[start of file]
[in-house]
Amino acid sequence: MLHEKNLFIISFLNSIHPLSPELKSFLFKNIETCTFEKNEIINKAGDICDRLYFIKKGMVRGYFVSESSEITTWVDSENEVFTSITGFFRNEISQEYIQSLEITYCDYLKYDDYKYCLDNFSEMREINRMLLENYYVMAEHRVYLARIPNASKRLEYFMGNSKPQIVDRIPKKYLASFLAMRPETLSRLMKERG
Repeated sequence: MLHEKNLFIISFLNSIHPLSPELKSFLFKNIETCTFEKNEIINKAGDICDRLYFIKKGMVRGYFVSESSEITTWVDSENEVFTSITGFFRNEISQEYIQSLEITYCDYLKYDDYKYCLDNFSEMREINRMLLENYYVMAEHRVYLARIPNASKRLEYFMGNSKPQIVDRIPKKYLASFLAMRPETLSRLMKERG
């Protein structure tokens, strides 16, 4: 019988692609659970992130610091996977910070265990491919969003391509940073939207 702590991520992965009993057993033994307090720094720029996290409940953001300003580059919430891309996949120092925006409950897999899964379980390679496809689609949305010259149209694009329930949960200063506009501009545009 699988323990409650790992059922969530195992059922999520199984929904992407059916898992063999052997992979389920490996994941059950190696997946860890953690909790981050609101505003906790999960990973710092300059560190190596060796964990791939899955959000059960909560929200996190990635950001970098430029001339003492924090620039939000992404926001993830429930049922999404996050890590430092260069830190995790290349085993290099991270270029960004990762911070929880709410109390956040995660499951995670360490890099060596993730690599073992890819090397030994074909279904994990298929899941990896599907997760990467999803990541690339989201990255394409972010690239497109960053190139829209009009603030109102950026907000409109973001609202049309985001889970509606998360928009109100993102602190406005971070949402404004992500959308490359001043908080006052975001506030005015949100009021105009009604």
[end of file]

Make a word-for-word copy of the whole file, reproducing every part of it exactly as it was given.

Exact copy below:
[in-house]
Amino acid sequence: MLHEKNLFIISFLNSIHPLSPELKSFLFKNIETCTFEKNEIINKAGDICDRLYFIKKGMVRGYFVSESSEITTWVDSENEVFTSITGFFRNEISQEYIQSLEITYCDYLKYDDYKYCLDNFSEMREINRMLLENYYVMAEHRVYLARIPNASKRLEYFMGNSKPQIVDRIPKKYLASFLAMRPETLSRLMKERG
Repeated sequence: MLHEKNLFIISFLNSIHPLSPELKSFLFKNIETCTFEKNEIINKAGDICDRLYFIKKGMVRGYFVSESSEITTWVDSENEVFTSITGFFRNEISQEYIQSLEITYCDYLKYDDYKYCLDNFSEMREINRMLLENYYVMAEHRVYLARIPNASKRLEYFMGNSKPQIVDRIPKKYLASFLAMRPETLSRLMKERG
């Protein structure tokens, strides 16, 4: 019988692609659970992130610091996977910070265990491919969003391509940073939207 702590991520992965009993057993033994307090720094720029996290409940953001300003580059919430891309996949120092925006409950897999899964379980390679496809689609949305010259149209694009329930949960200063506009501009545009 699988323990409650790992059922969530195992059922999520199984929904992407059916898992063999052997992979389920490996994941059950190696997946860890953690909790981050609101505003906790999960990973710092300059560190190596060796964990791939899955959000059960909560929200996190990635950001970098430029001339003492924090620039939000992404926001993830429930049922999404996050890590430092260069830190995790290349085993290099991270270029960004990762911070929880709410109390956040995660499951995670360490890099060596993730690599073992890819090397030994074909279904994990298929899941990896599907997760990467999803990541690339989201990255394409972010690239497109960053190139829209009009603030109102950026907000409109973001609202049309985001889970509606998360928009109100993102602190406005971070949402404004992500959308490359001043908080006052975001506030005015949100009021105009009604």